Wednesday, October 7, 2015

A Measure of Sobriety

DDGD – October 8, 2015

Editorial Comment

Some wants to see Syria become a quagmire for Russia. I don’t. Syria was a quagmire of corruption before the revolution, and has become a quagmire for everything now. More of the same, and more cooks vying for the title of Top Chef, is not a solution. Those who care for Syrians, and Syria, should realize that the last thing we want is more mayhem. What we need is an end to this foolishness, to the proxy wars within proxy wars, to the scandalous show of indifference and moral apathy, the pretense of toothlessness and helplessness in the face of unwanted challenges, and to the endless show of machoism, bravado, and insanity. We need a measure of sobriety. Not idealism, sobriety, in order to deal with reality using the tools that are needed, not the ones we prefer, to end the suffering of the Syrian people.

Articles & Commentary

In my article “Russia’s Holy War in Syria,” I made a comment about the role of Bashar Al-Assad at this stage which some find useful. I am copying it below for quick access:

While Iran is a junior partner, Bashar Al-Assad, the erstwhile strongman of the country, has become a mere pawn, though he seems to be quite unaware of this turnaround. Assad belongs to that miserable category of so-called leaders who can see victory in the mere act of holding on to power at any and all cost. Worse, Assad can see victory simply in maintaining the illusion of authority. He has always been such a delusional figure. His late father, Hafiz, had given himself the interesting epithet of “the Leader, the Necessity.” Now the prodigal son has managed to embody this epithet. He is indeed “the leader, the necessity,” though not for his people, for whom he has never been and could never be such a person, but for Putin, his “ally,” and he shall remain so until Putin deems otherwise. Does Bashar see this? Does he understand the implications? Does he even care?

The most likely answer to all these questions is: No. We are dealing with a delusional man, after all, a narcissist who continues to lecture, pontificate, and warn of dire consequences as though he has a hand in steering the various occurrences around him and is not a mere pawn in an ongoing global intrigue. He is a petty man who is incapable of knowing how petty he is, a common thug who takes himself for a hero, a tiny frog who thinks himself a bull, a total moron who fancies himself a genius. Who but such a delusional maniacal tragicomical character could preside over the destruction of his own country and the total decimation of his own people yet still have the gall to speak of victory? In this respect, and this respect only, Bashar Al-Assad is incomparable.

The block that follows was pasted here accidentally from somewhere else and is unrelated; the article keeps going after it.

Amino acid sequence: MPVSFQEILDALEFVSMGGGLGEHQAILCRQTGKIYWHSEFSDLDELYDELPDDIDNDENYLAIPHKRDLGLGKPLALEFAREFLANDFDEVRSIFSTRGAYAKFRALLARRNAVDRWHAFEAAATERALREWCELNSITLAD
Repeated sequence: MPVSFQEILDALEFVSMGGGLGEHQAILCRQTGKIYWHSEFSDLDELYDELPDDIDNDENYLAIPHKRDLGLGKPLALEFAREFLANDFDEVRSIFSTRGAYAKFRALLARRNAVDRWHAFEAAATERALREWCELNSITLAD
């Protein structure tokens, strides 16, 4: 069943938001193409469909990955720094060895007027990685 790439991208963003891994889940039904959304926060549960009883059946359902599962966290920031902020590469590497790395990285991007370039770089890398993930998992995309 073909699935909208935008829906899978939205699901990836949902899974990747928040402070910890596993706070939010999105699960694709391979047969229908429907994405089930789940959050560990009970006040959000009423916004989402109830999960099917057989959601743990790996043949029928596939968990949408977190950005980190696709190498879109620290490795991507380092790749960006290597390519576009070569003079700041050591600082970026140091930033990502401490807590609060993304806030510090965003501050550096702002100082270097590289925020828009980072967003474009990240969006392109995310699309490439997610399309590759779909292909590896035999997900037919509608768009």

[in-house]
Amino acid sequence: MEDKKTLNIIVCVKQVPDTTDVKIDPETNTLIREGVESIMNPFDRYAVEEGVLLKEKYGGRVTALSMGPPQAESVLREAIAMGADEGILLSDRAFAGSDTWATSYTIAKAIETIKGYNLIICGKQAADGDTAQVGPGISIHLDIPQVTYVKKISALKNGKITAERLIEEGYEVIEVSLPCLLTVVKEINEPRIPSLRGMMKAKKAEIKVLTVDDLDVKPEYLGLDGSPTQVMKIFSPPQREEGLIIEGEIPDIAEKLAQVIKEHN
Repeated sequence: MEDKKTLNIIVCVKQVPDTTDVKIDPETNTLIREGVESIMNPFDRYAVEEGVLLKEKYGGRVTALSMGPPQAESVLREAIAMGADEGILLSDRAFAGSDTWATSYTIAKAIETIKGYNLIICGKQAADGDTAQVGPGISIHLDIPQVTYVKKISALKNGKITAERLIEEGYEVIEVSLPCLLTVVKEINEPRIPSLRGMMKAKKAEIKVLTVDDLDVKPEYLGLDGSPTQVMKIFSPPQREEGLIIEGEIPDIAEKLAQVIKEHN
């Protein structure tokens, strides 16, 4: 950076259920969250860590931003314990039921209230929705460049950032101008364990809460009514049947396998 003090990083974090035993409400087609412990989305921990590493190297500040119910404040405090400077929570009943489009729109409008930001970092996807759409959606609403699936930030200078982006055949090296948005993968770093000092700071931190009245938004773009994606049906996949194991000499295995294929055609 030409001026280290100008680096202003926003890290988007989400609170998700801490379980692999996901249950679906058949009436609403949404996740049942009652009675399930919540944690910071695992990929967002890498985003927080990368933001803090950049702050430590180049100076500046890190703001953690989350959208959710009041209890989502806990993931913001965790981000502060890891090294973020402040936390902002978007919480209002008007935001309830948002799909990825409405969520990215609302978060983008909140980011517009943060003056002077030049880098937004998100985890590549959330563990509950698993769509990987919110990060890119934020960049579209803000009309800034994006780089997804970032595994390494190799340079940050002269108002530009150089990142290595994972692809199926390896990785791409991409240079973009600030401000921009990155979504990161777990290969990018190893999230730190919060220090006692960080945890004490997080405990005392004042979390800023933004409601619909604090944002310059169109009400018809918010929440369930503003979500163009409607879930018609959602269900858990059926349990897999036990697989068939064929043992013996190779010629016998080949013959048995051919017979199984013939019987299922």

This article by David Hurst, while carrying the same title, reaches the different conclusion that Russia is heading towards a quagmire in Syria.

For his part, my friend, Christoph Reuter, of Der Spiegel, thinks that, with Russia intervening his behalf, and Iran busy building its “state within a state” in Syria, Assad is now in

a slightly more comfortable position. He can now, to a limited degree, play off his two protective powers against each other and continue his campaign against his own country. It is one that he won't win, but he also won't lose it in the immediate future.

I think that Christoph gives Assad too much credit, albeit hesitantly, and Putin too little. I think that Assad was manipulated into believing that he is the one who invited Russia to come. In reality, however, this was Putin’s decision all along. The moment was ripe, the ambition was there, and Putin acted. An arrangement with Iran on how to govern Syria will be finalized in time, and Assad will have his part, for a while, provided he knows his place. Any attempt at manipulation on his part will end up sealing his fate. Putin doesn’t strike me as the kind of person who would have too much tolerance for bullshitters, or that he will be willing to move into a situation if he did not know that he is the one in charge.